Five must have features on your new car - and three options you can do without

When perusing the options list on your new car watch the bottom line but make sure you choose with an eye to attracting the next owner as well

Over 70,000 car buyers in the Republic will take delivery of their new cars in the next 12 weeks. For many the final fun of the ordering process is ticking boxes on the options list. But remember, you are not just choosing for your own pleasure: you are making choices with an eye to what might interest the next buyer of your car.

Invariably at the dealership, buyers will be guided to order a Goldilocks car, one that’s just right not only for them but for the dealer, who knows if the relationship works out, it will be coming back to their forecourt, to be sold as a good used buy.

But what options must you have fitted to your pride and joy to guarantee you’ll be able to offload in a few years time?

The must haves

1. Air-con: The ability to dehumidify the car's cabin and keep windows clear cannot be under appreciated.


2. Cruise control and speed limiter: A great electronic driving aid that allows a driver set the speed at which their car will travel. The electronics needed for cruise control generally also allow a speed limiting function. Drivers can set their own speed limit that the car will not exceed while allowing the driver use the accelerator at their discretion at lower speed. The latest type of cruise control is often called Adaptive cruise control. This uses forward facing sensors to detect vehicles directly in the lane in front. When your car gets close to the other vehicle it will automatically slow to keep a set distance from it regardless of the speed you set the cruise control too. When the vehicle in front is no longer sensed the car will automatically resume the set cruising speed. The only downside to this is that is the adjustable gap is set at a reasonable distance Irish motorists will always nip in to the gap and frustratingly your car will slow down again to a safe distance.

3. Heated seats: Seems like a luxury extra but these bun warmers bridge that horrible chill on a cold morning when a cold engine is unable to deliver heat to the cabin. They also save fuel, for it means you get warmer quicker, so you don't have to crank the air-con up to max for 10 minutes. I particularly like heated seats as they allow occupants enjoy a relatively cool cabin on a long drive while keeping core temperatures cosy. These days heated seats available in nearly every new car either as an option or as part of a value added winter pack. In premium cars fitted with leather seats having heated seats should not be an option but an EU directive. Heated seats even make sense in small cars these days and would certainly be high on any list of mine. Not all compact and small car buyers are centrally heated youngsters.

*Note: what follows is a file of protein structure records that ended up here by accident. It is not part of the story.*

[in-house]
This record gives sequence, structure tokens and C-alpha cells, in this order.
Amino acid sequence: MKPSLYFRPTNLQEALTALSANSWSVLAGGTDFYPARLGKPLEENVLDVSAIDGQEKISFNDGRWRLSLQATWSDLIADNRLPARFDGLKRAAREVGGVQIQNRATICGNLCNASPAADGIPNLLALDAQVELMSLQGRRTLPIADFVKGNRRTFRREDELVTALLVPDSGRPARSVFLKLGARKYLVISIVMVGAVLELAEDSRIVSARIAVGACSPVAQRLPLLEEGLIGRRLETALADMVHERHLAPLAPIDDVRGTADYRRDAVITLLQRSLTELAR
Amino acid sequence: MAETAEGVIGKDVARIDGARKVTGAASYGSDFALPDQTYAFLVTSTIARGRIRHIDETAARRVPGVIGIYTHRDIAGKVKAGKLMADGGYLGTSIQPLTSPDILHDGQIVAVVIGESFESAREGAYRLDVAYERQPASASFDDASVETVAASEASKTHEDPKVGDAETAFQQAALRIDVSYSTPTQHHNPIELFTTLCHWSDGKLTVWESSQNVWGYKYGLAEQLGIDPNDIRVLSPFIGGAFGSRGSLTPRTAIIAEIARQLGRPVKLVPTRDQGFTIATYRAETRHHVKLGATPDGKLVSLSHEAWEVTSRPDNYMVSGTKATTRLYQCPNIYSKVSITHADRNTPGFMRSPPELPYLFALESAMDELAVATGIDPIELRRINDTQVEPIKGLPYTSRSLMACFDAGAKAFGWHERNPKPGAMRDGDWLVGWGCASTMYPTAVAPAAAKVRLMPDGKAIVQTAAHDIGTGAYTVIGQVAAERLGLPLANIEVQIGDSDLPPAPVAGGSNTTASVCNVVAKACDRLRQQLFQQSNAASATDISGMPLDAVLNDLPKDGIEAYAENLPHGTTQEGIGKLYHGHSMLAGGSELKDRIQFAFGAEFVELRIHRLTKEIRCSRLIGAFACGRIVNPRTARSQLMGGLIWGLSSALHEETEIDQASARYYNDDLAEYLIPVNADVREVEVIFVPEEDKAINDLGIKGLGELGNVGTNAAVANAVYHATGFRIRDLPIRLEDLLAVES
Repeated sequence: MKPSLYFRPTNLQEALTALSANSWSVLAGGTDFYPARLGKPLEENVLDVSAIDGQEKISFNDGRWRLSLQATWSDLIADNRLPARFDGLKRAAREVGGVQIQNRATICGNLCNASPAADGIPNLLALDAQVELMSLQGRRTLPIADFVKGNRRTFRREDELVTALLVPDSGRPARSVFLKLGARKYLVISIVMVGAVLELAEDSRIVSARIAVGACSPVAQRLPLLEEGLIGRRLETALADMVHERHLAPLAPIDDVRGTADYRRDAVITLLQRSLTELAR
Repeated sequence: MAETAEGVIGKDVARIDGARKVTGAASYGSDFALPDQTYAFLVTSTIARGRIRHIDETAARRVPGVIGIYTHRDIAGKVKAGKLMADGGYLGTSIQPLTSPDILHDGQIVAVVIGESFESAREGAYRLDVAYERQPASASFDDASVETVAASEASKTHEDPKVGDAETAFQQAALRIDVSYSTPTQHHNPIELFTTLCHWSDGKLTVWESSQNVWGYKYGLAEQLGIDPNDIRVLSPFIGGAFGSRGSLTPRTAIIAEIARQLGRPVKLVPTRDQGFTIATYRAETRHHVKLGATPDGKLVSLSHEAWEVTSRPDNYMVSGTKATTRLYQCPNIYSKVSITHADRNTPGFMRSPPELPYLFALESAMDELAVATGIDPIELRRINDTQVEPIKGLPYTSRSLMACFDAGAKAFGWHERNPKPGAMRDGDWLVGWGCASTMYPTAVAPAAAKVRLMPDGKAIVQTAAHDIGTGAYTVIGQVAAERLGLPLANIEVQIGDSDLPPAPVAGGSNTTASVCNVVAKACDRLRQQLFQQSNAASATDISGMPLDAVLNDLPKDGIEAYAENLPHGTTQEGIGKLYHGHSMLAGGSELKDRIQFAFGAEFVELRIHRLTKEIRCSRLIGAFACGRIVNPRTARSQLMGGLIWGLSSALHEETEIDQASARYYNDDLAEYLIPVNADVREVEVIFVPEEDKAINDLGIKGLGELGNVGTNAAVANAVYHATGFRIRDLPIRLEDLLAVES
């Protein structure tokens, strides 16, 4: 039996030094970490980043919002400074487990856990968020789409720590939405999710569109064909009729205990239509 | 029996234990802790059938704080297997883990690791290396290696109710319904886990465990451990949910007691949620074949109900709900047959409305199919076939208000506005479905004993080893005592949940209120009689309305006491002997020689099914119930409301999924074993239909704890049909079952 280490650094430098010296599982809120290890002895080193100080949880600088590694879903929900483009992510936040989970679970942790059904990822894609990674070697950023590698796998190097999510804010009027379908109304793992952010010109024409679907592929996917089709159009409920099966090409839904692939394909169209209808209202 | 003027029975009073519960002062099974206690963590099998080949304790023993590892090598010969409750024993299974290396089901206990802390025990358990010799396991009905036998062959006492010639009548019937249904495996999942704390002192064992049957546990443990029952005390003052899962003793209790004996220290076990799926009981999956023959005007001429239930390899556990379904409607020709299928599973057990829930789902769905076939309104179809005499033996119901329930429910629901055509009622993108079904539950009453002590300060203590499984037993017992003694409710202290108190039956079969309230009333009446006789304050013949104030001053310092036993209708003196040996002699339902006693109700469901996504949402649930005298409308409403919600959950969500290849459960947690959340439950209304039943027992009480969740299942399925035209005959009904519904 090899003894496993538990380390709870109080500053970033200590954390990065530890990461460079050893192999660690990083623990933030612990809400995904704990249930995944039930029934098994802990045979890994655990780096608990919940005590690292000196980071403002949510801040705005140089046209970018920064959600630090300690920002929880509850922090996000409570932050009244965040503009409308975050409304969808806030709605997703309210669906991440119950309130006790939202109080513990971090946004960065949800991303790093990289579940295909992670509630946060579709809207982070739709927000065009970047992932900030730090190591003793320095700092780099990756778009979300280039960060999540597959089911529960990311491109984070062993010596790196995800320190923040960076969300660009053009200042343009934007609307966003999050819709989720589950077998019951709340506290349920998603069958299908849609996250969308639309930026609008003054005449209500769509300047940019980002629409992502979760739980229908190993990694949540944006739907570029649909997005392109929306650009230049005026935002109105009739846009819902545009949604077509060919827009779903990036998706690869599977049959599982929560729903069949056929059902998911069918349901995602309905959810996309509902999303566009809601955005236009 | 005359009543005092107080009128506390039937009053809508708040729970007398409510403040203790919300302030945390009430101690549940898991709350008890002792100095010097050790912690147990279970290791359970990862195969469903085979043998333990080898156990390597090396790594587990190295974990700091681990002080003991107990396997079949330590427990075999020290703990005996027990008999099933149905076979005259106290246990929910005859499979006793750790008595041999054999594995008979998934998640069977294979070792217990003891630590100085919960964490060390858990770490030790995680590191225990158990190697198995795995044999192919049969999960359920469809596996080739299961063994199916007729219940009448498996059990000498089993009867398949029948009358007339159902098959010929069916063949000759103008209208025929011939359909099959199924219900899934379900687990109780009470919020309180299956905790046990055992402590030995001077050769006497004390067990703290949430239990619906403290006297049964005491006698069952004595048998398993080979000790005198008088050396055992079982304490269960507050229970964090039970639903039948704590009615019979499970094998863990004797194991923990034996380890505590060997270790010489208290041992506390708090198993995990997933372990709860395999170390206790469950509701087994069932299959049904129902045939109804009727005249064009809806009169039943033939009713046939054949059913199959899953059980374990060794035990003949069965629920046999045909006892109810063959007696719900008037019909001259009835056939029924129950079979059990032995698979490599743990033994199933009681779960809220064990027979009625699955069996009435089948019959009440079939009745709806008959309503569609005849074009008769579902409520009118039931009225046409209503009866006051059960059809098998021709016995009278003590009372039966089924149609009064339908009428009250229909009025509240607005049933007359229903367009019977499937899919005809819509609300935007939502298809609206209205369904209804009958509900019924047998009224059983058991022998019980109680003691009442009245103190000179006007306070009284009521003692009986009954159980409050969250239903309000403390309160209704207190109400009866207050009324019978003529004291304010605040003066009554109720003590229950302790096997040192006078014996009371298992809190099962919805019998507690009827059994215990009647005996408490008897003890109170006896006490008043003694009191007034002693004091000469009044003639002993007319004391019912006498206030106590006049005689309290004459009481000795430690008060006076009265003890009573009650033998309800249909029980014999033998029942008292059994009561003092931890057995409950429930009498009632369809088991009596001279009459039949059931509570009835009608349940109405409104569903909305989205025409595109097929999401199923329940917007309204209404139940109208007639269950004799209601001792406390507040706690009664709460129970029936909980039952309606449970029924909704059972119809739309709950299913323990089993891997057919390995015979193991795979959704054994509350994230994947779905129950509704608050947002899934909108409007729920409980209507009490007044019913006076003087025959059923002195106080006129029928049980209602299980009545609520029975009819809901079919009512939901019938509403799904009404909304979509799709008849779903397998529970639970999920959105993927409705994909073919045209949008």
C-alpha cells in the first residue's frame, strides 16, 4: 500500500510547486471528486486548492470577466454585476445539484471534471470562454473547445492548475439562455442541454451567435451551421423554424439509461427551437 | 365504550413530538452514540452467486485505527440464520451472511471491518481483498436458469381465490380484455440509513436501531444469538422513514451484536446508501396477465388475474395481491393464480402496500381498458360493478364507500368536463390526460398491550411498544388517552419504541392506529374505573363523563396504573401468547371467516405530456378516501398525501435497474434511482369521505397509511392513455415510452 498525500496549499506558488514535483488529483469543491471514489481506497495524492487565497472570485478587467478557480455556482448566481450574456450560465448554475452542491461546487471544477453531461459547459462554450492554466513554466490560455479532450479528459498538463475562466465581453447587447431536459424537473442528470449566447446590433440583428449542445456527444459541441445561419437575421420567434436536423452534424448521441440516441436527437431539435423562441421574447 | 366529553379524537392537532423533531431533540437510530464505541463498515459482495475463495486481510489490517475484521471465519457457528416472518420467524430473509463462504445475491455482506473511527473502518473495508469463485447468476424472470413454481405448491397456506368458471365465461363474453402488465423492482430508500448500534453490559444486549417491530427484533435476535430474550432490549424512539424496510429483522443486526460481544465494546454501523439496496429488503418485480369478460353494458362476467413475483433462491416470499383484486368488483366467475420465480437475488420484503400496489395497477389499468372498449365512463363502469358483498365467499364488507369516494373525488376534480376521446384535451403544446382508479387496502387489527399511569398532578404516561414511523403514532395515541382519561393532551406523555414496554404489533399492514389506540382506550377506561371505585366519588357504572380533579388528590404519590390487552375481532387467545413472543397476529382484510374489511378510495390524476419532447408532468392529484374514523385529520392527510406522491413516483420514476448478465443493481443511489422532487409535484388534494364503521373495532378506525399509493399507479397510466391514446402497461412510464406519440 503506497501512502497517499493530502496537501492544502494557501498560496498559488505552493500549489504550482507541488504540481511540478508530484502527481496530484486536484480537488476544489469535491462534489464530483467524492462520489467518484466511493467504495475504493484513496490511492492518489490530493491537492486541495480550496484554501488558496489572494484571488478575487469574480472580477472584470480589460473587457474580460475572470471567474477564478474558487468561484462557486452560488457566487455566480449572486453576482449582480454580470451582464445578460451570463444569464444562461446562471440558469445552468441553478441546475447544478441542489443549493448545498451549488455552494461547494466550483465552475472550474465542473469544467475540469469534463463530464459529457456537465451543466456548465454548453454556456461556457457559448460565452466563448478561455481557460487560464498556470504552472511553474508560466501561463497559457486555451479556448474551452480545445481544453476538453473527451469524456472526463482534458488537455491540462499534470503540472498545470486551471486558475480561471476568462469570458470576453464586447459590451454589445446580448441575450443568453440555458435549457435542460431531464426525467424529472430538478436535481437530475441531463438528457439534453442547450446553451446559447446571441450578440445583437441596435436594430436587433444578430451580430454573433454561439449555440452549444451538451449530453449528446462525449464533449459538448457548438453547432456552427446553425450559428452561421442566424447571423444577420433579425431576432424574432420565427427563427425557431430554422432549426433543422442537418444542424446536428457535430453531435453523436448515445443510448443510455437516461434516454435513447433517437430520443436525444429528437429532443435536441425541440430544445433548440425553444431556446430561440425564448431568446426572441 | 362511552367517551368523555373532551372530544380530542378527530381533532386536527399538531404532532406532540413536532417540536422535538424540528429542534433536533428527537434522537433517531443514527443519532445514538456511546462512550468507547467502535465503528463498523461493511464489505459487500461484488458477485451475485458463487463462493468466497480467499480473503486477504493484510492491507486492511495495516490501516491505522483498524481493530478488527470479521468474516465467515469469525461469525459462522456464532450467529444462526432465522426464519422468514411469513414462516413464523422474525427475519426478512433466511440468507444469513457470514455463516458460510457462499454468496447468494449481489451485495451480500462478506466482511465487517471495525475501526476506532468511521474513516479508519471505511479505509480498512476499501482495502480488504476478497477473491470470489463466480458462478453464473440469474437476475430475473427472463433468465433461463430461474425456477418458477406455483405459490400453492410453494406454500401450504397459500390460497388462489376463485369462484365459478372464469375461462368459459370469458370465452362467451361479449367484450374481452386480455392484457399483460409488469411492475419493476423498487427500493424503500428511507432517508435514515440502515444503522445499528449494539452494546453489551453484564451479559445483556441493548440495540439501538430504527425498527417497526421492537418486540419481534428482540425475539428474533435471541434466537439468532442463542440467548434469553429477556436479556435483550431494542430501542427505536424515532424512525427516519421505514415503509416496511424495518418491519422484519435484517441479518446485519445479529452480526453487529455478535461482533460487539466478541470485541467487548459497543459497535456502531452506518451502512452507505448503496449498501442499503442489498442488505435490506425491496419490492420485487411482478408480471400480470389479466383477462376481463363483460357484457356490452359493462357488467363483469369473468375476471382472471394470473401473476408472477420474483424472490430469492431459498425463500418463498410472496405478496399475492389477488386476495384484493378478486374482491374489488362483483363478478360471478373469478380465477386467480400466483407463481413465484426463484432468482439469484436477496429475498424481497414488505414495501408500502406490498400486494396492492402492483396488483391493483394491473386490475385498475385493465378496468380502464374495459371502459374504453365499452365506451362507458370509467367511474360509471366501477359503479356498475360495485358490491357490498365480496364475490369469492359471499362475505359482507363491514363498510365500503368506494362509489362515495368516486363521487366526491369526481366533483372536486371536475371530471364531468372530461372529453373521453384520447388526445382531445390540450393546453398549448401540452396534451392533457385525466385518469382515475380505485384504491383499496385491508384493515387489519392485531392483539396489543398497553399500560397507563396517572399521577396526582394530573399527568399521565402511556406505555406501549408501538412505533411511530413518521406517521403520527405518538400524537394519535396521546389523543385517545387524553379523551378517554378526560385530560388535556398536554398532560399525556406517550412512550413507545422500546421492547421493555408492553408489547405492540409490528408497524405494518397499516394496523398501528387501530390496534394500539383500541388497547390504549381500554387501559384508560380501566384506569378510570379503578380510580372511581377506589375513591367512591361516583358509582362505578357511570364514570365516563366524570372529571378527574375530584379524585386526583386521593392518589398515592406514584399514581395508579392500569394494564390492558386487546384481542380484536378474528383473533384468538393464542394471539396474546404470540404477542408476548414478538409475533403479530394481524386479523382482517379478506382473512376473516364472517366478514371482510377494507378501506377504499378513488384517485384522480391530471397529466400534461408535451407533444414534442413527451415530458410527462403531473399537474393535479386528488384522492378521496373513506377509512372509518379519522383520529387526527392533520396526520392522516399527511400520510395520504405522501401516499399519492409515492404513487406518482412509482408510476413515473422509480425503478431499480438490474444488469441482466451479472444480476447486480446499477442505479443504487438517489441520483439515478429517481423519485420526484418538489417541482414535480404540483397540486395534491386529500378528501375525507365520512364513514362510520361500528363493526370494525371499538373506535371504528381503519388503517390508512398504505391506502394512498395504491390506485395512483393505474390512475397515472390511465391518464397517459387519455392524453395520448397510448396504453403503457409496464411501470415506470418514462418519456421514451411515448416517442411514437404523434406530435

4. Apple CarPlay/Andorid Auto: Smartphone integration is an absolute must. Often contained as part of a level two grade the feature allows iPhone and Android phones to connect with the car's display screen to a degree that makes a bluetooth connection seem medieval. This type of connectivity generally comes with a larger centre display screen as standard that can look very smart. The Internet can be accessed via the users data plan to deliver real time satellite navigation or stream music from the likes of Spotify or Deezer etc. You can even get your texts read out without having to do the illegal act of holding your phone. Sadly at present some carmakers like Jaguar/Land Rover and Mazda to name just two have no licensing deal with Apple or Android and only facilitate Bluetooth connectivity so check before you buy.